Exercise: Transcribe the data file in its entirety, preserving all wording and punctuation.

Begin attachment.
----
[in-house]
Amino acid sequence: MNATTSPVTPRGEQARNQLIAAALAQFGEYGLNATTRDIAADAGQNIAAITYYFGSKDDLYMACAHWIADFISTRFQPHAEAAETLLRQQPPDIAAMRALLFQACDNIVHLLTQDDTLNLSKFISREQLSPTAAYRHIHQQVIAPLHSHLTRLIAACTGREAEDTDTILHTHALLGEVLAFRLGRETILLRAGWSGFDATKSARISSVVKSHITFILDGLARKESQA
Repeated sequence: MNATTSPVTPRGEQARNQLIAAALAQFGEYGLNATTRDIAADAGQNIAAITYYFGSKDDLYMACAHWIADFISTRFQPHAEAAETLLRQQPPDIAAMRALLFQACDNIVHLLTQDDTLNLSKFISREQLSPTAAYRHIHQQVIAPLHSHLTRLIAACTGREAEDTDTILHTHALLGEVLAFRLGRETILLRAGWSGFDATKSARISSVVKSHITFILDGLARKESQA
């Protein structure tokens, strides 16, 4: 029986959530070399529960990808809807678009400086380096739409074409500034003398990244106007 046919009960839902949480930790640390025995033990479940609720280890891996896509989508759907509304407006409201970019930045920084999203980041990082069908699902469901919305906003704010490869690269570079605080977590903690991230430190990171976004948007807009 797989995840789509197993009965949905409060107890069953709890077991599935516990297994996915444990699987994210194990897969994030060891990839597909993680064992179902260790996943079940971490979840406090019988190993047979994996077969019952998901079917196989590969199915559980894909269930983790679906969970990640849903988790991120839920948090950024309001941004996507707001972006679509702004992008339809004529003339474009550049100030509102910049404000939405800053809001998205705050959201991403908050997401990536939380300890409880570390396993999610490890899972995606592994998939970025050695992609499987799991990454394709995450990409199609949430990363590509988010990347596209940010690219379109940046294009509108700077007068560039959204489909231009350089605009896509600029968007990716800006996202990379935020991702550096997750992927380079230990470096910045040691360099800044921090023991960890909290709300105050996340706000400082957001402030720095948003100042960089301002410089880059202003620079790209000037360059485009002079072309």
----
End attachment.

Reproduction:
[in-house]
Amino acid sequence: MNATTSPVTPRGEQARNQLIAAALAQFGEYGLNATTRDIAADAGQNIAAITYYFGSKDDLYMACAHWIADFISTRFQPHAEAAETLLRQQPPDIAAMRALLFQACDNIVHLLTQDDTLNLSKFISREQLSPTAAYRHIHQQVIAPLHSHLTRLIAACTGREAEDTDTILHTHALLGEVLAFRLGRETILLRAGWSGFDATKSARISSVVKSHITFILDGLARKESQA
Repeated sequence: MNATTSPVTPRGEQARNQLIAAALAQFGEYGLNATTRDIAADAGQNIAAITYYFGSKDDLYMACAHWIADFISTRFQPHAEAAETLLRQQPPDIAAMRALLFQACDNIVHLLTQDDTLNLSKFISREQLSPTAAYRHIHQQVIAPLHSHLTRLIAACTGREAEDTDTILHTHALLGEVLAFRLGRETILLRAGWSGFDATKSARISSVVKSHITFILDGLARKESQA
């Protein structure tokens, strides 16, 4: 029986959530070399529960990808809807678009400086380096739409074409500034003398990244106007 046919009960839902949480930790640390025995033990479940609720280890891996896509989508759907509304407006409201970019930045920084999203980041990082069908699902469901919305906003704010490869690269570079605080977590903690991230430190990171976004948007807009 797989995840789509197993009965949905409060107890069953709890077991599935516990297994996915444990699987994210194990897969994030060891990839597909993680064992179902260790996943079940971490979840406090019988190993047979994996077969019952998901079917196989590969199915559980894909269930983790679906969970990640849903988790991120839920948090950024309001941004996507707001972006679509702004992008339809004529003339474009550049100030509102910049404000939405800053809001998205705050959201991403908050997401990536939380300890409880570390396993999610490890899972995606592994998939970025050695992609499987799991990454394709995450990409199609949430990363590509988010990347596209940010690219379109940046294009509108700077007068560039959204489909231009350089605009896509600029968007990716800006996202990379935020991702550096997750992927380079230990470096910045040691360099800044921090023991960890909290709300105050996340706000400082957001402030720095948003100042960089301002410089880059202003620079790209000037360059485009002079072309």